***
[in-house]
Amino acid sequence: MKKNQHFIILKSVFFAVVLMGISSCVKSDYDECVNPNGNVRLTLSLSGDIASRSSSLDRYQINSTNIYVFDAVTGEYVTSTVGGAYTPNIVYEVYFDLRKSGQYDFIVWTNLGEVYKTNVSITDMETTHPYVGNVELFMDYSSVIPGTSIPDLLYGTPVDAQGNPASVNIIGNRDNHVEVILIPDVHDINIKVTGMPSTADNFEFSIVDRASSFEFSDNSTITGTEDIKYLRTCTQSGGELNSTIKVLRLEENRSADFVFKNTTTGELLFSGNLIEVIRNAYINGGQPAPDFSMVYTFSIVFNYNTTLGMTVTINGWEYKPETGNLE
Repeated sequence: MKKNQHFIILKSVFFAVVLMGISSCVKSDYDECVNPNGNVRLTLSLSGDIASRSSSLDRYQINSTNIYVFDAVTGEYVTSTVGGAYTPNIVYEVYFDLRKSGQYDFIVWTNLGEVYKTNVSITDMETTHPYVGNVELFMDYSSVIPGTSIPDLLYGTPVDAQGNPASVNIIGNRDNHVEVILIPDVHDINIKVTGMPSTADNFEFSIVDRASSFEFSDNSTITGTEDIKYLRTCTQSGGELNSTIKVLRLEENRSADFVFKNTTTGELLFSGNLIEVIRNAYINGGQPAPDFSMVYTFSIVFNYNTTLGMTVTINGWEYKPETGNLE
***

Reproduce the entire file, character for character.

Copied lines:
[in-house]
Amino acid sequence: MKKNQHFIILKSVFFAVVLMGISSCVKSDYDECVNPNGNVRLTLSLSGDIASRSSSLDRYQINSTNIYVFDAVTGEYVTSTVGGAYTPNIVYEVYFDLRKSGQYDFIVWTNLGEVYKTNVSITDMETTHPYVGNVELFMDYSSVIPGTSIPDLLYGTPVDAQGNPASVNIIGNRDNHVEVILIPDVHDINIKVTGMPSTADNFEFSIVDRASSFEFSDNSTITGTEDIKYLRTCTQSGGELNSTIKVLRLEENRSADFVFKNTTTGELLFSGNLIEVIRNAYINGGQPAPDFSMVYTFSIVFNYNTTLGMTVTINGWEYKPETGNLE
Repeated sequence: MKKNQHFIILKSVFFAVVLMGISSCVKSDYDECVNPNGNVRLTLSLSGDIASRSSSLDRYQINSTNIYVFDAVTGEYVTSTVGGAYTPNIVYEVYFDLRKSGQYDFIVWTNLGEVYKTNVSITDMETTHPYVGNVELFMDYSSVIPGTSIPDLLYGTPVDAQGNPASVNIIGNRDNHVEVILIPDVHDINIKVTGMPSTADNFEFSIVDRASSFEFSDNSTITGTEDIKYLRTCTQSGGELNSTIKVLRLEENRSADFVFKNTTTGELLFSGNLIEVIRNAYINGGQPAPDFSMVYTFSIVFNYNTTLGMTVTINGWEYKPETGNLE